Learn About The ABCDE Method And Stay Clear From Cancer

Summer is quickly approaching. So now is the time to remember a few helpful tips to keep yourself from getting burnt to the crisp.

It also happens to be Skin Cancer Awareness Month, a time when we focus on understanding the causes, effects, and preventive measures of this potentially life-threatening disease. Skin cancer is primarily caused by exposure to ultraviolet (UV) radiation from the sun or tanning beds. It can lead to serious health issues, including the need for surgery or even death.

Now, let’s start with learning some random facts about your skin!

  • It’s the largest external organ you have!
  • We are constantly shedding old skin, which is then replaced by new skin cells.
  • Skin accounts for 10-15% of your body weight (this is news to me!).
  • The thickest part of your skin is on your feet; the thinnest is your eyelids.

Since most of us live for the long days of summer and the sunshine, it’s important to remember to stay covered and hydrated. Whether you’re using sunscreen (dermatologists recommend at least 30% SPF) or sun-protective clothing, it’ll keep you looking young and not as red if you’re on the fairer side like me.

During Skin Cancer Awareness Month, let’s focus on one simple yet effective way to monitor your skin: the ABCDE methodThis straightforward approach empowers you to check moles and other spots for any changes as you age, providing you with the means to take control of your skin health.

1. A is for Asymmetry 

If you were to (theoretically) split your mole in half, would it be symmetrical on both sides? If it’s not, you need to watch for more changes!

2. B is for Border

Similar to the symmetrical standpoint, this could be concerning if the border is not round or looks irregular in any way.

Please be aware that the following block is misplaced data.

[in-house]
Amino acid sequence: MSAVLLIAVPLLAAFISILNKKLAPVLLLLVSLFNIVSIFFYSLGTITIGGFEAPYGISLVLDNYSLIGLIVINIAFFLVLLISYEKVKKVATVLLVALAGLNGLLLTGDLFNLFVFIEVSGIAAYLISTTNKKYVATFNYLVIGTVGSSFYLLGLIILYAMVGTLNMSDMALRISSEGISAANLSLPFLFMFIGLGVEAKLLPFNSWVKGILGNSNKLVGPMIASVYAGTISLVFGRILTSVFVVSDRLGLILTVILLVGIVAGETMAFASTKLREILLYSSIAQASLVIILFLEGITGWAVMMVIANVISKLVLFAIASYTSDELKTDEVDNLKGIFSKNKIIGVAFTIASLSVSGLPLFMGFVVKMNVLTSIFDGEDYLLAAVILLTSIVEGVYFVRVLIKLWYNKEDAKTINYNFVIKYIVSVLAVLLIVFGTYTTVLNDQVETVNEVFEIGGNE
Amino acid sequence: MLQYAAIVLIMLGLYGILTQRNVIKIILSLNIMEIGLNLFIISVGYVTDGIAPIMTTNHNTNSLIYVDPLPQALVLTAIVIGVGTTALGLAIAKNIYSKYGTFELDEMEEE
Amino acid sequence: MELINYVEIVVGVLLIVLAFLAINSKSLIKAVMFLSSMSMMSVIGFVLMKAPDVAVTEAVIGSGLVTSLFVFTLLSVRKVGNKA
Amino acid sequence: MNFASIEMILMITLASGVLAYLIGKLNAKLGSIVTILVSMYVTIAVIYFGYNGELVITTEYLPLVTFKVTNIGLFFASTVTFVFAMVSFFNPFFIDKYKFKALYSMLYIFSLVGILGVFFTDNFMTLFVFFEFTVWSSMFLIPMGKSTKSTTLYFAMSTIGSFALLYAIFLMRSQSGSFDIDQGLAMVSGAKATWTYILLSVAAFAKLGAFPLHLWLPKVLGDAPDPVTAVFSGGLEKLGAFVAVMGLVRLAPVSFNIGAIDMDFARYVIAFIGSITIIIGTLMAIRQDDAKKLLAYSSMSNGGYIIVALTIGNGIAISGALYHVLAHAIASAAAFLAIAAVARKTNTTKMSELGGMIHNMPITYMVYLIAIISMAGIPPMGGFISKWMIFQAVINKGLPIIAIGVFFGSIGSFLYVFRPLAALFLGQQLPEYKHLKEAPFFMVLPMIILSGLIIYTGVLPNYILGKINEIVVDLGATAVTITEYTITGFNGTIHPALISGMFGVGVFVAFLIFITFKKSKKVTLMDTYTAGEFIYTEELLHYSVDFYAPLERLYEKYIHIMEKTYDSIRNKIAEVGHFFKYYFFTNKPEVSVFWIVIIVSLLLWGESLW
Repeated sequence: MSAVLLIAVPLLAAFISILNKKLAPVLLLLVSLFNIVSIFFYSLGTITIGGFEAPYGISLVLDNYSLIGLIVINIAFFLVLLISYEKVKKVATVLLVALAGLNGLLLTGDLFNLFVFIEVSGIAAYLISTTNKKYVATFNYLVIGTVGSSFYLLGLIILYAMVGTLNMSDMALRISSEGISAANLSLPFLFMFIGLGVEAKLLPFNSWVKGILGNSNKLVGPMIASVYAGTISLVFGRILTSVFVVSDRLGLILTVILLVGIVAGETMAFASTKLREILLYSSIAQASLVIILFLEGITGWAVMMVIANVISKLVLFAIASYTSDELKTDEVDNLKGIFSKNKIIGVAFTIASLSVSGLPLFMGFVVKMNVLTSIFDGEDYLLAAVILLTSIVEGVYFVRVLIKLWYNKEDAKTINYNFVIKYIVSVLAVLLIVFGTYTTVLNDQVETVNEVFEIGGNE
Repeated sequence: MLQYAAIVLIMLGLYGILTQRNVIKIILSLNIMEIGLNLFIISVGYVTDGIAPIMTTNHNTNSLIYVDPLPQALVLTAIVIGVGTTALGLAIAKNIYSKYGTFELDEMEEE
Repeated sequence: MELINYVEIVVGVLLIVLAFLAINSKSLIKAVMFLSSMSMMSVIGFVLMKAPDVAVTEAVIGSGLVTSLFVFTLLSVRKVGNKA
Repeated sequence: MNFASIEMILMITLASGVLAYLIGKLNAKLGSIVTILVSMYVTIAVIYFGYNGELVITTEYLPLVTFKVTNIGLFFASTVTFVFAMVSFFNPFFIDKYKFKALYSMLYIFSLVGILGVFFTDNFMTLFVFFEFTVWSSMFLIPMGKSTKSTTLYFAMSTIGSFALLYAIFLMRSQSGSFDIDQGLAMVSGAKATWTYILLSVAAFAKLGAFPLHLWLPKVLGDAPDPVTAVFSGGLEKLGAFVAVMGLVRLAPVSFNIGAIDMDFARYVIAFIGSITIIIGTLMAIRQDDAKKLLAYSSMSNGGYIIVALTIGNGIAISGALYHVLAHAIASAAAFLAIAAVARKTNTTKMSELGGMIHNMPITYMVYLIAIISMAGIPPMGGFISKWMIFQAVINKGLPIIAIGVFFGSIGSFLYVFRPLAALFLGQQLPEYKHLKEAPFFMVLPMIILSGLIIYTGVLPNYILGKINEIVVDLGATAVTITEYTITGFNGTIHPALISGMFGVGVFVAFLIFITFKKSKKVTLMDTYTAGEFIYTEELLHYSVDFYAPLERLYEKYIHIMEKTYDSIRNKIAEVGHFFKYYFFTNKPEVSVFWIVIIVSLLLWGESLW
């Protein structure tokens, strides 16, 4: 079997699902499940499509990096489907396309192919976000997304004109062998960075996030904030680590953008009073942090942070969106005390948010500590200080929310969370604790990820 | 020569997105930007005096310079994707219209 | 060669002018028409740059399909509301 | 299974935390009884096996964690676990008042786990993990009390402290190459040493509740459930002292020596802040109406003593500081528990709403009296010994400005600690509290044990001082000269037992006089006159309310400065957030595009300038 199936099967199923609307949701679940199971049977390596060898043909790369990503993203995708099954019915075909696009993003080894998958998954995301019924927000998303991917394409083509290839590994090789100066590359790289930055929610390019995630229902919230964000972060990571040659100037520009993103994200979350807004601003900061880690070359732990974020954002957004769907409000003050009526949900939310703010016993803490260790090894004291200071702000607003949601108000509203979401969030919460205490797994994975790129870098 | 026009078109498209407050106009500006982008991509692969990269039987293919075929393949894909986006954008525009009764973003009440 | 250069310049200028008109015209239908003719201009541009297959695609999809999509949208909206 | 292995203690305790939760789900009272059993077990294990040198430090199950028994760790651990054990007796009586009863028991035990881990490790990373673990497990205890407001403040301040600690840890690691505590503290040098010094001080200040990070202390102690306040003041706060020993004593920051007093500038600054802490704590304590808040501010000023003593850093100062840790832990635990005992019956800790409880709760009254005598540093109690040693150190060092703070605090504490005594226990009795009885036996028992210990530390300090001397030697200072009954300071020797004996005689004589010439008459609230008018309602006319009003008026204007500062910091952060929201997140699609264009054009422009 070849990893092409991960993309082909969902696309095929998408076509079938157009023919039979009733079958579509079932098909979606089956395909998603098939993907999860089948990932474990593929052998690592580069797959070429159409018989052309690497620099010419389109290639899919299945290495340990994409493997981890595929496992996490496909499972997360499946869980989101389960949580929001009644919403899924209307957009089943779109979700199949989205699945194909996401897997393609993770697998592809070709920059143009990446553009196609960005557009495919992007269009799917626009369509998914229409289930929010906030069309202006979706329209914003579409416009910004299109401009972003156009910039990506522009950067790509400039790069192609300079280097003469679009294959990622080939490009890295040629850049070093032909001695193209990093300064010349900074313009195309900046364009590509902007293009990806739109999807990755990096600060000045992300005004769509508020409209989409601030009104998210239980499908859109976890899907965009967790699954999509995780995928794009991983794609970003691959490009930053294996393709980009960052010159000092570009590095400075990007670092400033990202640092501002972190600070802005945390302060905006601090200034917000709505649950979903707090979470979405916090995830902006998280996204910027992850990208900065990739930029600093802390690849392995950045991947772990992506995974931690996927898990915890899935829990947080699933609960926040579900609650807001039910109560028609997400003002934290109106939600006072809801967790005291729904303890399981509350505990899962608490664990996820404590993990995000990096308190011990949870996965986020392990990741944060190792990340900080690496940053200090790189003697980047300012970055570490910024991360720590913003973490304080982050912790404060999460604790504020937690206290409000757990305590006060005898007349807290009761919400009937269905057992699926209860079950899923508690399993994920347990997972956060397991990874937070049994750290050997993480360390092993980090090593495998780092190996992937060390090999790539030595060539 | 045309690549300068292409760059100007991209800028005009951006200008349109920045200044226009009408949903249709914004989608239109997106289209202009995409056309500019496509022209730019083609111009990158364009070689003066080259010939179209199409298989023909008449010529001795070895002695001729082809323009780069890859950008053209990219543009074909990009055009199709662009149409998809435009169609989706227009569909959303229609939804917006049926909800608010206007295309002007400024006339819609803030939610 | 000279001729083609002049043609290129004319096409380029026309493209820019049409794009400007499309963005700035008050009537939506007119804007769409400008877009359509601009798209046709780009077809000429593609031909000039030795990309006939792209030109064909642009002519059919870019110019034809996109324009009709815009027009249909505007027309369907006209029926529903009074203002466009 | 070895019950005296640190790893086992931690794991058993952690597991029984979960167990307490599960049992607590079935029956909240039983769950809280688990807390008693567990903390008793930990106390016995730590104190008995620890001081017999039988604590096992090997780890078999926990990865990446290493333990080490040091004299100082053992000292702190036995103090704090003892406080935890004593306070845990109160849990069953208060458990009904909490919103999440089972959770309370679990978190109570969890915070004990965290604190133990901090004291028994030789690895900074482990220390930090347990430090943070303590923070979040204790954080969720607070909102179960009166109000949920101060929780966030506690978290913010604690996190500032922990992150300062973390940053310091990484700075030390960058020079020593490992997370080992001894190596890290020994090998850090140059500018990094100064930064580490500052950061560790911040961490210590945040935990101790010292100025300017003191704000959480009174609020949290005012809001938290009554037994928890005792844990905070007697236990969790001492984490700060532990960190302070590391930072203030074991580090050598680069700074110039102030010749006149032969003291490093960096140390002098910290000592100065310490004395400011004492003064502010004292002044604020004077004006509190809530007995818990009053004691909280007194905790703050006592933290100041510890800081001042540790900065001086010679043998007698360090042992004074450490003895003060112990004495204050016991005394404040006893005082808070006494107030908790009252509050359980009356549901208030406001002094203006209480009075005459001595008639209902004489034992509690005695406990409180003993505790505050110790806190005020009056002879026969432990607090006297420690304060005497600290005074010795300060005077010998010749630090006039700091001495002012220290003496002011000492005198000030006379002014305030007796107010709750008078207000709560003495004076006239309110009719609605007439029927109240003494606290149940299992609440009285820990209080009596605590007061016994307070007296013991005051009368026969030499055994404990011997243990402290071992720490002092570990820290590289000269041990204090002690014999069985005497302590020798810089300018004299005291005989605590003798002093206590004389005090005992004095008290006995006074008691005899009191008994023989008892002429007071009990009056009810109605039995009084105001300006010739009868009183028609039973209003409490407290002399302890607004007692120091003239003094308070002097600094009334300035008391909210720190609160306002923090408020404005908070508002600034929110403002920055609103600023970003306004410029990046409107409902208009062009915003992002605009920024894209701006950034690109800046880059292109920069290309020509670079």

3. C is for Color 

Moles on the skin should be all in one shade. If there’s a change in color from the border to the middle or anywhere in between, that’s not normal. (Red, blue, black, etc.) Any color change should be noted.

4. D is for Diameter 

Typically, melanoma (skin cancer) is recognized or diagnosed when a spot is 6 mm or larger. However, any size can still be a factor when looking at spots on your body. This is typically the same size as the end of an eraser on a pencil, which is how they gauge it.

5. E is for Evolution

This just means any sort of change to a spot, whether it’s color, size, or shape. If it looks different, go with your gut and get it checked out. Other signs of skin cancer include a sore that doesn’t heal, a new growth, or a change in a mole. If you notice any of these signs, it’s important to see a doctor as soon as possible.

The best thing to do is to see your primary doctor or a dermatologist and get things checked out. Additionally, family history can play an important factor in how often you might need to be seen for “skin checks” if there’s a history of skin cancer of any kind in your family. For those without a family history, doctors recommend getting a full-body skin check once a year. Avoiding being out in the sun during the highest points of the day (usually between 11 am and 3 pm) can also help lower your risk of skin damage. There is a difference between trying to get a tan and harming your epidermis!

So, make sure to be proactive this summer, and remember ABCDE while enjoying the sun!

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